OK, off my soapbox and on my bike!
We love you all and very much appreciate your words of encouragement. Thank you to all.
The Giles Family.

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Proximity Switches

20130321084728So this is awesome:  Chris’s speech therapist at TIRR worked with the Texas Department of Assistive and Rehabilitative Services and a local device vendor in Austin to put together an assortment of really cool proximity switches and control devices to start practicing with (ahh, and I should explain:  proximity switches don’t require you to press them to activate;  you move a body part within a 1/4″ or so of the sensor to activate it).

The setup is a combination of some rather ingenious Manfrotto photographic / lighting mounts, velcro and proximity switches from AbleNet.  The more generalized orange AbleNet “Candy Corn” proximity switches interface with a variety of gear:  to start off with, Jennifer at TIRR set Chris up with an iPod controller and a 120V PowerLink 4 relay (that controls up to two appliances).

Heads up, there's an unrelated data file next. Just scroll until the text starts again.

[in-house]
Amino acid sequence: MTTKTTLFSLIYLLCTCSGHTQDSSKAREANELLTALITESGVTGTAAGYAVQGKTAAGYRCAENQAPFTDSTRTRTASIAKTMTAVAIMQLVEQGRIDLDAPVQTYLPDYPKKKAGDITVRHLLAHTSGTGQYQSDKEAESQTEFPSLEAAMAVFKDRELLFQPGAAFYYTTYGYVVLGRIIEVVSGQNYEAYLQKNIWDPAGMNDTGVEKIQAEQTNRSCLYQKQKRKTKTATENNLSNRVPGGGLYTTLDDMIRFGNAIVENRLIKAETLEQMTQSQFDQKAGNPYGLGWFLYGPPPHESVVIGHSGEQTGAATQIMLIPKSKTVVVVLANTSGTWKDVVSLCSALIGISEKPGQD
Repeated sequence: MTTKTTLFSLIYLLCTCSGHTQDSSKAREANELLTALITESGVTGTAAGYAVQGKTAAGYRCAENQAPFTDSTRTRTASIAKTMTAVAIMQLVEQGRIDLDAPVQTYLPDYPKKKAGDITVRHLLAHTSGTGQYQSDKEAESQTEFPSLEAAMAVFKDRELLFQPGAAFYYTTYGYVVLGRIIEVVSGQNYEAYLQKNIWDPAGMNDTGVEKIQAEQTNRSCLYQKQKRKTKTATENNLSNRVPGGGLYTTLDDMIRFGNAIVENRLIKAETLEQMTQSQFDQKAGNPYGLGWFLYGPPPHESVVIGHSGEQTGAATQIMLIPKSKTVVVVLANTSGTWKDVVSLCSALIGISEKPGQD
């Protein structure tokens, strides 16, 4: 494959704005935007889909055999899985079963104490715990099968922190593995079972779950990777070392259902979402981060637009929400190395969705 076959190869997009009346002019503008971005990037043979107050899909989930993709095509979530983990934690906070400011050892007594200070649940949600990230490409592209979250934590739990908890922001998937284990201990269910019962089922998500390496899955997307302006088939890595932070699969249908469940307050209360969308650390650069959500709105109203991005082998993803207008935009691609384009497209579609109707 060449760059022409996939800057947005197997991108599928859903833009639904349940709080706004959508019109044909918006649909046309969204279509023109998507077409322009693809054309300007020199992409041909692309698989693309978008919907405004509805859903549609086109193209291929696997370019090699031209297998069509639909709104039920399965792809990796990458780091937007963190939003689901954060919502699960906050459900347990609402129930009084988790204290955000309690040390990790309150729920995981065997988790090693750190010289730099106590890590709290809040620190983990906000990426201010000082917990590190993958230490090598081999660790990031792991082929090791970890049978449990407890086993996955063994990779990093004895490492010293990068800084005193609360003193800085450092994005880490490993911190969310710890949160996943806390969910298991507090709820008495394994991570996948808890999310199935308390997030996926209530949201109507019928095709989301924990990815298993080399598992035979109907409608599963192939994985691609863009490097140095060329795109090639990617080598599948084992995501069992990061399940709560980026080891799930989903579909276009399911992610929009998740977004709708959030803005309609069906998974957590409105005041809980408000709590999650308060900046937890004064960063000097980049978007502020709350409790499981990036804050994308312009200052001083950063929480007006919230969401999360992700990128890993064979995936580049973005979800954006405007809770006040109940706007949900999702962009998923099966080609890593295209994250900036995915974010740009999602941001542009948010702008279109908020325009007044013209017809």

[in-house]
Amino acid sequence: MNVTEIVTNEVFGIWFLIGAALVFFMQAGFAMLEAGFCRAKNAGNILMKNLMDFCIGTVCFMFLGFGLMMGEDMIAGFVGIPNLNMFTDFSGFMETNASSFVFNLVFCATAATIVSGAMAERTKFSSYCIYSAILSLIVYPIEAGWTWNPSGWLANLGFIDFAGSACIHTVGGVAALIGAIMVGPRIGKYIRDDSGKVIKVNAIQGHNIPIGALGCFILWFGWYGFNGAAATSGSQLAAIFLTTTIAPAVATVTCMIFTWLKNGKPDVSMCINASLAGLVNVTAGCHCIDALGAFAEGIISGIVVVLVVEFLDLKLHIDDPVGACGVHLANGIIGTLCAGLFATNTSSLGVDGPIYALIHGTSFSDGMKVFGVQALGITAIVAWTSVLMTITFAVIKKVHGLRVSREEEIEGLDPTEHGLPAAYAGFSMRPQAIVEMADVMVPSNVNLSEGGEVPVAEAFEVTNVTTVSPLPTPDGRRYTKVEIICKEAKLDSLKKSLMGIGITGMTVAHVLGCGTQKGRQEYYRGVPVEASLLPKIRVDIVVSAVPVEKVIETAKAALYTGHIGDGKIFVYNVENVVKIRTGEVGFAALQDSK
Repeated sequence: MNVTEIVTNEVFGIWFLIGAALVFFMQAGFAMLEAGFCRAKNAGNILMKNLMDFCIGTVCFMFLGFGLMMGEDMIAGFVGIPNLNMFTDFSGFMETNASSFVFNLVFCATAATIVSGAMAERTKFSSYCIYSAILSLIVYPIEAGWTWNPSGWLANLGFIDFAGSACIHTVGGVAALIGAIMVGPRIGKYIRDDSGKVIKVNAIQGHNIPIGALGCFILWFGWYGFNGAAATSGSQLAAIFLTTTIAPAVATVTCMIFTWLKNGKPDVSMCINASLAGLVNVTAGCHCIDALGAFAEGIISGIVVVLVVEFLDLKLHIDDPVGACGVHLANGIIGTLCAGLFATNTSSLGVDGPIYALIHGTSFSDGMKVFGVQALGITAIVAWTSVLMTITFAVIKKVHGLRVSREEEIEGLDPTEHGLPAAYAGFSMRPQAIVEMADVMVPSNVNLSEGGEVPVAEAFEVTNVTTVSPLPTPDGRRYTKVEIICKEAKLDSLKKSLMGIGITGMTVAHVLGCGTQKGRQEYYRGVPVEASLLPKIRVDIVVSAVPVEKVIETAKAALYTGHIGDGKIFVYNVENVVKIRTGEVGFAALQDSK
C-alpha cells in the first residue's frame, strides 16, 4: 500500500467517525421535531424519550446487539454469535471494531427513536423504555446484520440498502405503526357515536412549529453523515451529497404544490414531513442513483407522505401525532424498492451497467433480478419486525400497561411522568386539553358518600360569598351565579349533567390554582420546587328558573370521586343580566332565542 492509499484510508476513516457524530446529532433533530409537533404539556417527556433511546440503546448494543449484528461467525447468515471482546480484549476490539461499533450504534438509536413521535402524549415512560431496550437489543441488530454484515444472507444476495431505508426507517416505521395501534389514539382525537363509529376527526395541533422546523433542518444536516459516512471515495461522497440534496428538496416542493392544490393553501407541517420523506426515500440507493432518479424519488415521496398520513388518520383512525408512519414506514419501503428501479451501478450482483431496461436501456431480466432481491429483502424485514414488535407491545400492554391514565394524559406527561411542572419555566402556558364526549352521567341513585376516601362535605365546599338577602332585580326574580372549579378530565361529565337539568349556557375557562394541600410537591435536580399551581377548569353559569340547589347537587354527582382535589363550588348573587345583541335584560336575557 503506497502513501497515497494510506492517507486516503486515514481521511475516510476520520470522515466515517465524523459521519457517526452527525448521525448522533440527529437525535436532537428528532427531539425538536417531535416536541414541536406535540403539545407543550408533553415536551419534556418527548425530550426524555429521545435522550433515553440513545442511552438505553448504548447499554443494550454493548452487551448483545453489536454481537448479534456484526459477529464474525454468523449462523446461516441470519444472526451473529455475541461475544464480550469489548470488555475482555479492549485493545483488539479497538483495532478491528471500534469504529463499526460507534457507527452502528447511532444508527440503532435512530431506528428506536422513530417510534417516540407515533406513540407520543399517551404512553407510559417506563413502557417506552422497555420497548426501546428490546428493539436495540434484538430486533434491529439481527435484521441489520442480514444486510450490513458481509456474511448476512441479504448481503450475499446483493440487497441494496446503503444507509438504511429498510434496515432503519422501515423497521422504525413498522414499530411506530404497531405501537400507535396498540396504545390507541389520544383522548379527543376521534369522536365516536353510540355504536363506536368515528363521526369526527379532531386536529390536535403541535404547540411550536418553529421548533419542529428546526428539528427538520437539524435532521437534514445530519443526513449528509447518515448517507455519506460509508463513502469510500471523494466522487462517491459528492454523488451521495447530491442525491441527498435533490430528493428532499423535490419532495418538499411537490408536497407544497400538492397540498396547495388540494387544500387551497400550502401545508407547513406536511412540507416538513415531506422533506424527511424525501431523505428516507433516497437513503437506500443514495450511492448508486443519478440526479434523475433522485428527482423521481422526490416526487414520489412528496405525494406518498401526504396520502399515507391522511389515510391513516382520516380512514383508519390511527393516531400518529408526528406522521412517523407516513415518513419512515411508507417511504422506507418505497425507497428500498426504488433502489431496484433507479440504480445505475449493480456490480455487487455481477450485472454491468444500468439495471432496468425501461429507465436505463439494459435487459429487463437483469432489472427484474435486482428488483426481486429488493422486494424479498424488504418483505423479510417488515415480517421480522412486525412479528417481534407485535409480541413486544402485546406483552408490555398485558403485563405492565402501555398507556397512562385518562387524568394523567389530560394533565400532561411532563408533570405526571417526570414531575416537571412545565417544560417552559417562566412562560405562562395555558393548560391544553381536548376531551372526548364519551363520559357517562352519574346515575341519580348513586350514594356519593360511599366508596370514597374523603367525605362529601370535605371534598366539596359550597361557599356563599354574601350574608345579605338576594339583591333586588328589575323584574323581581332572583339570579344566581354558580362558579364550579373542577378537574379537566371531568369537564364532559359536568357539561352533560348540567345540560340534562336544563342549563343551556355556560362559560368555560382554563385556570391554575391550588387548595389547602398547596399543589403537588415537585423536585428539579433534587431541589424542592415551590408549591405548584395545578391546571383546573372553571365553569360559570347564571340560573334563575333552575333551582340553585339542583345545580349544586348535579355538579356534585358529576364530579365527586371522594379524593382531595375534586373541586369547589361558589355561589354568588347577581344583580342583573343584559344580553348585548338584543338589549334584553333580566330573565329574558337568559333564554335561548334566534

It takes some time, but we were able to practice turning a lamp on and off with the PowerLink relay, and had some luck playing and pausing some MP3s.

The second set of proximity switches (AbleNet’s “QuickTalker”) are very simple, completely self-contained battery-powered devices that will record a short sample of audio to conveniently play back when the proximity switch is activated.  In these particular photos, the QuickTalker devices are configured for “YES” and “NO”:

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My folks are using the QuickTalker devices to augment the daily evening yes and no questions they practice with Chris;  I think the audio feedback will be really useful for Chris (hearing “YES” and “NO” when he turns his head a certain direction).

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Discharge Update

20130215130615TIRR decided that Chris was doing so well, they’d extend his stay another week, discharging him on Sunday, February 17th.  Unfortunately, he came down with a urinary tract infection which really slowed him down, and probably also lead to several frightening seizures on the long trip home (my mom has noticed that Chris has seizures whenever he’s sick or has an infection).